Hertford Castle, Hertfordshire…

Hertford Castle is located in the county town of Hertfordshire, Hertford, and is built on the site of earlier Anglo-Saxon ‘burh’ or ‘burgh’. This earlier fortification had been built on the orders of Edward the Elder, Alfred the Great’s son, around the year 911.

The castle itself was constructed on the orders Peter de Valoignes, High Sheriff of Essex and Hertfordshire. Its design was of the typical motte and Bailey design and was constructed soon after the Norman invasion of 1066 to provide part of a ring of castles the were constructed to defend London.

During the reign of Henry II (1154 – 1189), the castle was, more or less, totally rebuilt in the period period 1170-1174. Curtain walls in stone, gatehouses and other fortifications were all added as well as well as royal apartments.

In 1184, Robert de Valoignes died leaving no heirs, thus the crown took back ownership of the castle. The castle was further strengthened during the reign of Richard I (1189 – 1199) on the orders his regent, William Longchamp.

The castle was claimed by Robert FitzWalter, Robert de Valoignes’s son-in-law and who would go on to be one of the ringleaders of the First Barons War and as a surety of Magna Carta. Robert seized the castle and installed his own troops and tenants.

Robert would go on to lose the castle when it was seized by King John (1199 – 1216), though he would go on to be appointed the castle’s governor.  The castle would go on to be seized back by King John in 1211 as Robert was disloyal to John and fled to France.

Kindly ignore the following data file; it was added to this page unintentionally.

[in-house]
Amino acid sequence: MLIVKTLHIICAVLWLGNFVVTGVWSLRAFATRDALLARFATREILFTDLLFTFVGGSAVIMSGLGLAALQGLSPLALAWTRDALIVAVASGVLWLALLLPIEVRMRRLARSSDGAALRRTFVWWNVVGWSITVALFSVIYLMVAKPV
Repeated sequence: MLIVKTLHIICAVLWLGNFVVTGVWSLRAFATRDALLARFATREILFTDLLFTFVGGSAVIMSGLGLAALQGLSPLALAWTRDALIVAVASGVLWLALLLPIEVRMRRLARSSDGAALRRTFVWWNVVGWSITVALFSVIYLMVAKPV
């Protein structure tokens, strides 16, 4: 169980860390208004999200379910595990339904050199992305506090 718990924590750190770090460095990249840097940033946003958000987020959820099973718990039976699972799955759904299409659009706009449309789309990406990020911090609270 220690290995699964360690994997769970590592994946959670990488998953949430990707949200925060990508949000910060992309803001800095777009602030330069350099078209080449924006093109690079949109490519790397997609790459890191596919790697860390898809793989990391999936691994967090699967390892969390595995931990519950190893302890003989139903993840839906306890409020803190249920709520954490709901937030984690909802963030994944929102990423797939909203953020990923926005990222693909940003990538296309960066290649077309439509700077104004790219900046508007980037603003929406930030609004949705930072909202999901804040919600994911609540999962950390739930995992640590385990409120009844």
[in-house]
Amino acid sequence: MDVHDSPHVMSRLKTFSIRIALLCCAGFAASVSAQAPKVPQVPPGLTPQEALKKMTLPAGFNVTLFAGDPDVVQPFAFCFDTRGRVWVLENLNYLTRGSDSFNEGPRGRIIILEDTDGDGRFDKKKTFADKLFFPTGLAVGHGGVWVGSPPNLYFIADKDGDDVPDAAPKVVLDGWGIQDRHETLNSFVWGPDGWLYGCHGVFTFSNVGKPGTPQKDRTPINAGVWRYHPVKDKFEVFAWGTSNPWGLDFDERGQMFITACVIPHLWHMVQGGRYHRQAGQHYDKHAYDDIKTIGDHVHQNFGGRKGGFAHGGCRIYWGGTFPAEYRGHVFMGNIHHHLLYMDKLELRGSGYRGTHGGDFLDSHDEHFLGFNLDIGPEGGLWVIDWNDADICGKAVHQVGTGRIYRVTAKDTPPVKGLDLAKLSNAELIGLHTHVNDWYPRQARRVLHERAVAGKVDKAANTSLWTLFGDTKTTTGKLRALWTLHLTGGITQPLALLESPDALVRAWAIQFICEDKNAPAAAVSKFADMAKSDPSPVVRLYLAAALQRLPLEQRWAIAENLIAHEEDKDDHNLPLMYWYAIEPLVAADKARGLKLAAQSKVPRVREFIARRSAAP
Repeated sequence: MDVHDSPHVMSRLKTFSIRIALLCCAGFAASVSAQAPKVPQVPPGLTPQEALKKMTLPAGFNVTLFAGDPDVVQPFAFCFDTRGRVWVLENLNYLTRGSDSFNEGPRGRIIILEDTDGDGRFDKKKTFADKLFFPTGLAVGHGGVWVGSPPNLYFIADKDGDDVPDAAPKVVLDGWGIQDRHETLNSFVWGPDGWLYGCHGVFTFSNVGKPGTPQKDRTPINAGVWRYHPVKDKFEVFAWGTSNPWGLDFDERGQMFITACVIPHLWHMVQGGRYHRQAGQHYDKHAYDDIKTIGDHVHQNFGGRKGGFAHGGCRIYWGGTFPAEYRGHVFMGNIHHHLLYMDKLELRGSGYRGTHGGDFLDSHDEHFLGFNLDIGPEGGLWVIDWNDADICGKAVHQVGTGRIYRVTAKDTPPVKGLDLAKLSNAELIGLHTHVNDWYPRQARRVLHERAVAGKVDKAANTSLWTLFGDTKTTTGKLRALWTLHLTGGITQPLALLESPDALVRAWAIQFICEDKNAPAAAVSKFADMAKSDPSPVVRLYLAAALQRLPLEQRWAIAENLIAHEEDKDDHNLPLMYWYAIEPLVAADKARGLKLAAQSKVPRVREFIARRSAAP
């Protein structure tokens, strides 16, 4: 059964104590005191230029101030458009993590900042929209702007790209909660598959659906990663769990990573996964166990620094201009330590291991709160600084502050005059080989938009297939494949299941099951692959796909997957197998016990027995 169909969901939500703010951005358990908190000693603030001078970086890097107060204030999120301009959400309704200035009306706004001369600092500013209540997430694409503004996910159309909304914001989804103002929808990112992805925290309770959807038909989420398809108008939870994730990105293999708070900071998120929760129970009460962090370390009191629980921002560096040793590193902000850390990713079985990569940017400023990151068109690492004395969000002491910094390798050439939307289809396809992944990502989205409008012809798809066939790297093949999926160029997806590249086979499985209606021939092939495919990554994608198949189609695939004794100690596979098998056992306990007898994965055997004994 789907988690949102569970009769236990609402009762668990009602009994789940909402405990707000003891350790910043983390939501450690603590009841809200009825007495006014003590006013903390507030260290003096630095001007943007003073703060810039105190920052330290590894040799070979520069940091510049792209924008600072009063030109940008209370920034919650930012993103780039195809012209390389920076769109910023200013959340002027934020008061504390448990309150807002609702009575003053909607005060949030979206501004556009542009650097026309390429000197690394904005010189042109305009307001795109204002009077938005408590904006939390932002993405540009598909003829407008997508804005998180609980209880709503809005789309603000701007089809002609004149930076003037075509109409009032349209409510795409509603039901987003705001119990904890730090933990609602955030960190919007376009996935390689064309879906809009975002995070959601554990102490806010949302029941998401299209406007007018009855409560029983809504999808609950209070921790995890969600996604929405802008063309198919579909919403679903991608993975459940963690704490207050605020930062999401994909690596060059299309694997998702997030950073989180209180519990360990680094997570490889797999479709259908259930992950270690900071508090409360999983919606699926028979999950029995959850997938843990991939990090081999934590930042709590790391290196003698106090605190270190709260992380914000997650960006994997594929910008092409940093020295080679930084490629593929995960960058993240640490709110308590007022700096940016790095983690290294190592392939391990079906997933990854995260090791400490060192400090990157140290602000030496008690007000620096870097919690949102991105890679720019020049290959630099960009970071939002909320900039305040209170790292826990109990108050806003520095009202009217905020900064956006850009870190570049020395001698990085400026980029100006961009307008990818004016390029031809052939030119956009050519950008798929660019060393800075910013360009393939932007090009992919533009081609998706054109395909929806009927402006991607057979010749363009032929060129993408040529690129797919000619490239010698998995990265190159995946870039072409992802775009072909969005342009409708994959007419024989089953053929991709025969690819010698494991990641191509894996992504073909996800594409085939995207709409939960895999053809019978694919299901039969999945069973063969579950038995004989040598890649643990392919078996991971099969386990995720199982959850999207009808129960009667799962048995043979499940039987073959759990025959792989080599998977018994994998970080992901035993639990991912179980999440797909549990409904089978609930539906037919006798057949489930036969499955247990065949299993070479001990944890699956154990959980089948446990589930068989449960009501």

During the First Barons War (1215 – 1217) the castle was besieged by the forces of Prince Louis of France, who had invaded England on the invitation the rebel barons. After a month under siege, the castle’s governor, Walter de Godarvil, was forced to surrender the castle and the town of Hertford to the French.

After the war was over and the French had left, the castle’s use as a fortress became secondary and it was used as a royal residence. Edward I (1272 -1307) gave the castle to his second wife, Margaret.

During the reign of Edward II (1307 – 1327), in 1308, six knights Templar were held at the castle as political prisoners. The king would also visit the castle on several occasions during his reign, including in 1310 and 1312.

Edward’s wife and widow, Isabella, would make the castle her main residence between 1337 -1358. During the Hundred Years War (1337 – 1453) the castle was used to hold important prisoners, those held there included King David of Scotland and his wife Joan between 1346 – 1357 and King John of France in 1359, who was held there for four months.